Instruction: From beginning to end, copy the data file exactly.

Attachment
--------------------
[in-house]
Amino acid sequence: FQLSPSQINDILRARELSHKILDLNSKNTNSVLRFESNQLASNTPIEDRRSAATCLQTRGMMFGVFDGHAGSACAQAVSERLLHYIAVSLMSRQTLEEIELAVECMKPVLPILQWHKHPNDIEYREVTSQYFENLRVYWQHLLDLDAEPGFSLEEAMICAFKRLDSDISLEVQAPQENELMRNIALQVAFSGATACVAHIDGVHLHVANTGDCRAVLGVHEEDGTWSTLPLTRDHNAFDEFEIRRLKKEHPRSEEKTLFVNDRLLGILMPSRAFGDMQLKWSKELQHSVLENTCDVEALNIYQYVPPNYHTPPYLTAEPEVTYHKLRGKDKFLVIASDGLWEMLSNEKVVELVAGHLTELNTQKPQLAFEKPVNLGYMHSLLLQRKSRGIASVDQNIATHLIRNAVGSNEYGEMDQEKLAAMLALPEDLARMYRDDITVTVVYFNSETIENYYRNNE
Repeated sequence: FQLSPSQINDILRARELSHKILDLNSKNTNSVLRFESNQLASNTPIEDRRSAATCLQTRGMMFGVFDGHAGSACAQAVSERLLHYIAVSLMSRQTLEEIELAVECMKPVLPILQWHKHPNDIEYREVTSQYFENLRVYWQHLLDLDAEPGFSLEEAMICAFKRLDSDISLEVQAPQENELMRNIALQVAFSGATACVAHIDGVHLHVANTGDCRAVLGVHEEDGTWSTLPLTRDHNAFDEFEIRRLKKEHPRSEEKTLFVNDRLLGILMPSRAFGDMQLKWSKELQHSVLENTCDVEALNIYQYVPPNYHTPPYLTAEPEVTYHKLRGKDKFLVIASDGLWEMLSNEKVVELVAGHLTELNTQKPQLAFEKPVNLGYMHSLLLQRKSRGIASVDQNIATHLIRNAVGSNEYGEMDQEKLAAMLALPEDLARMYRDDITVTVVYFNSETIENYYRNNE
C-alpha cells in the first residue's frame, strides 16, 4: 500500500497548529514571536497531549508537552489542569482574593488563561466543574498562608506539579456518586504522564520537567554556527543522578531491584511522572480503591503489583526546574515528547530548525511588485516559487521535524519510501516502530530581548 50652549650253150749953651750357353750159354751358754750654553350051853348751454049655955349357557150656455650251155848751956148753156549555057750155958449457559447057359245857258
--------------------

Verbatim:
[in-house]
Amino acid sequence: FQLSPSQINDILRARELSHKILDLNSKNTNSVLRFESNQLASNTPIEDRRSAATCLQTRGMMFGVFDGHAGSACAQAVSERLLHYIAVSLMSRQTLEEIELAVECMKPVLPILQWHKHPNDIEYREVTSQYFENLRVYWQHLLDLDAEPGFSLEEAMICAFKRLDSDISLEVQAPQENELMRNIALQVAFSGATACVAHIDGVHLHVANTGDCRAVLGVHEEDGTWSTLPLTRDHNAFDEFEIRRLKKEHPRSEEKTLFVNDRLLGILMPSRAFGDMQLKWSKELQHSVLENTCDVEALNIYQYVPPNYHTPPYLTAEPEVTYHKLRGKDKFLVIASDGLWEMLSNEKVVELVAGHLTELNTQKPQLAFEKPVNLGYMHSLLLQRKSRGIASVDQNIATHLIRNAVGSNEYGEMDQEKLAAMLALPEDLARMYRDDITVTVVYFNSETIENYYRNNE
Repeated sequence: FQLSPSQINDILRARELSHKILDLNSKNTNSVLRFESNQLASNTPIEDRRSAATCLQTRGMMFGVFDGHAGSACAQAVSERLLHYIAVSLMSRQTLEEIELAVECMKPVLPILQWHKHPNDIEYREVTSQYFENLRVYWQHLLDLDAEPGFSLEEAMICAFKRLDSDISLEVQAPQENELMRNIALQVAFSGATACVAHIDGVHLHVANTGDCRAVLGVHEEDGTWSTLPLTRDHNAFDEFEIRRLKKEHPRSEEKTLFVNDRLLGILMPSRAFGDMQLKWSKELQHSVLENTCDVEALNIYQYVPPNYHTPPYLTAEPEVTYHKLRGKDKFLVIASDGLWEMLSNEKVVELVAGHLTELNTQKPQLAFEKPVNLGYMHSLLLQRKSRGIASVDQNIATHLIRNAVGSNEYGEMDQEKLAAMLALPEDLARMYRDDITVTVVYFNSETIENYYRNNE
C-alpha cells in the first residue's frame, strides 16, 4: 500500500497548529514571536497531549508537552489542569482574593488563561466543574498562608506539579456518586504522564520537567554556527543522578531491584511522572480503591503489583526546574515528547530548525511588485516559487521535524519510501516502530530581548 50652549650253150749953651750357353750159354751358754750654553350051853348751454049655955349357557150656455650251155848751956148753156549555057750155958449457559447057359245857258